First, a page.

South Korea revealed a 17.3 trillion won ($15.4 billion) stimulus to boost its slowly growing economy, which was affected negatively by strong competition due to the decline of yen. The government aims to spend 5.3 trillion ($4.7 billion) won to generate jobs, strengthen property prices, and support small businesses.
The newly sworn-in President, Park Geun-hye, stated that the stimulus package will help improve South Korea’s economic growth. The stimulus is expected to lift the country’s economy by 0.3 percent and would create 40,000 jobs. Additional 2 trillion won outside the supplementary budget will be available to support its economic initiatives, according to the Finance Ministry.
According to Reuters, the government’s supplementary budget will be proposed by the cabinet to the parliament of South Korea for approval. The 12 trillion won will be used to compensate the country’s budget deficit caused by lower than expected revenue.
During a briefing last week, Finance Minister Hyun Ok-sek said, “I believe that, in conjunction with other policies like the property market measures announced earlier, an extra budget of this magnitude will be enough to kindle hopes for an economic recovery.”
South Korea’s stimulus package, which only accounts for 0.4 percent of its annual gross domestic product (GDP), is significantly lower than Japan’s massive stimulus package of $116 billion (10.3 trillion yen) to help revive its economy from recession. According to Japanese Prime Minister Shinzo Abe, “beating deflation and curbing the yen’s appreciation is crucially important and a daring monetary policy is essential.”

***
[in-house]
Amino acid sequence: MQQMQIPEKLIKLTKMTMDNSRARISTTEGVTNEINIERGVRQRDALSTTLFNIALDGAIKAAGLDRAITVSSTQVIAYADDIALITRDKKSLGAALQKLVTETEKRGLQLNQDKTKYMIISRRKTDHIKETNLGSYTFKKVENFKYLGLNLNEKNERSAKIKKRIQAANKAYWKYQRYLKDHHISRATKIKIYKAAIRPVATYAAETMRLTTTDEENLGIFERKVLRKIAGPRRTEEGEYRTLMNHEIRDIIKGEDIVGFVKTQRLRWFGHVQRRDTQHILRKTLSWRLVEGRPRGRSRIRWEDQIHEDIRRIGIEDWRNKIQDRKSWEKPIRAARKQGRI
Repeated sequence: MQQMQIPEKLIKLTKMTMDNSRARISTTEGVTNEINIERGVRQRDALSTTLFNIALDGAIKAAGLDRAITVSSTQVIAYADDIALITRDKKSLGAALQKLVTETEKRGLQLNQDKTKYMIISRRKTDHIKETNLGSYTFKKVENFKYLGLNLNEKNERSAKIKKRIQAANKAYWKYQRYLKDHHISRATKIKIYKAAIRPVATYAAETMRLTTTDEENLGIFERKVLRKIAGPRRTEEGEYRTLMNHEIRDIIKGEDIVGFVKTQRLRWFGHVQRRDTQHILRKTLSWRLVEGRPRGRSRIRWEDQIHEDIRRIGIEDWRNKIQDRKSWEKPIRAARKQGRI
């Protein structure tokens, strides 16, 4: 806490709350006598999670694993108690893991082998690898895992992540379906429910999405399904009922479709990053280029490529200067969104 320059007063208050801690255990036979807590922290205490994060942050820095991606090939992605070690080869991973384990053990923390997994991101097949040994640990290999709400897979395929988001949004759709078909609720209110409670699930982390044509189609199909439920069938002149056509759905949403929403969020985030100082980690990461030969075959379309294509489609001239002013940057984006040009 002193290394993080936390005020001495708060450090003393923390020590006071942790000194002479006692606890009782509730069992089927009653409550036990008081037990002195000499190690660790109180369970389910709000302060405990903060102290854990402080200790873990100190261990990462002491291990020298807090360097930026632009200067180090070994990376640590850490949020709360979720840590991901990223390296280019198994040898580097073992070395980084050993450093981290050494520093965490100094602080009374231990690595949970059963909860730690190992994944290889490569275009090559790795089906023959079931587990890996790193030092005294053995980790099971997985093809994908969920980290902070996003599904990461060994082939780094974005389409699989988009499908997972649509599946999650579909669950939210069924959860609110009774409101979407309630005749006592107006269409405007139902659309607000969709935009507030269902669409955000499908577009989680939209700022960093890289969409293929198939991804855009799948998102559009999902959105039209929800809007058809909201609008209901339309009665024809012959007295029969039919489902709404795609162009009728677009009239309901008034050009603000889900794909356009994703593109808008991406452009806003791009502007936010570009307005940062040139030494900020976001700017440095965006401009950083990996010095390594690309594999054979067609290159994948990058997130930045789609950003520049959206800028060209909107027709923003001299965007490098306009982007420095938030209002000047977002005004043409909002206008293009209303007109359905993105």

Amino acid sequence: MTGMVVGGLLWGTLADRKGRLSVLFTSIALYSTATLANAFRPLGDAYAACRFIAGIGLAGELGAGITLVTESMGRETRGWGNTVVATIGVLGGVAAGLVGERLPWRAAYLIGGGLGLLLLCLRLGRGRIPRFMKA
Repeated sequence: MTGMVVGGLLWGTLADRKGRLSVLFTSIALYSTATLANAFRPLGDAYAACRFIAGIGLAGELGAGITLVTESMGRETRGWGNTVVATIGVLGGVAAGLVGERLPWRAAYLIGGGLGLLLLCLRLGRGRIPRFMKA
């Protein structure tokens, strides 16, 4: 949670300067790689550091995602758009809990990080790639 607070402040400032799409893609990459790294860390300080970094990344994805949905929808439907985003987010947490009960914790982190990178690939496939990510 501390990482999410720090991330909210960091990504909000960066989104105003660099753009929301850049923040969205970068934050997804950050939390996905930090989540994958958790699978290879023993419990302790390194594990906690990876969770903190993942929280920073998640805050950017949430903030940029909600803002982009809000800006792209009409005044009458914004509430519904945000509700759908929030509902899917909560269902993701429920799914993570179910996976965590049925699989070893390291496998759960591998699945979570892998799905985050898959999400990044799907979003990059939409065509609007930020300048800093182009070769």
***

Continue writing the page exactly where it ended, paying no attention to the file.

South Korea is facing moderate risks compared with Japan and other bigger Asian neighbors. The country sees inflation as a bigger risk than deflation. Its currency is undervalued and it needs to increase household savings after years of over spending.
The country enjoyed 15 successive years of growing economy but North Korea’s nuclear war threat also puts South Korea’s economy at risk.
President Park’s government lowered its economic growth projection to 2.3 percent. According to the Finance Ministry, South Korea’s fiscal deficit is expected to account 1.8 percent of annual GDP, up from 1.4 percent last year. The government plans to sell bonds worth 8.8 trillion won to fund its extra budget.
South Korea’s central bank maintained its interest rate policy at 2.75 percent since the country is only facing moderate economic risks. The Bank of Korea reduced its growth estimate from 2.8 percent to 2.6 percent this year.
Ronald Man, economist at HSBC Holdings plc (NYSE:HBC) (LON:HSBA) in Hong Kong commented, “The government is trying to kick-start domestic activity. We expect that growth will rebound this year.” He believed that the country economy will grow by more than 3 percent.
South Korea recorded a 2 percent growth rate last year, the lowest since 2009.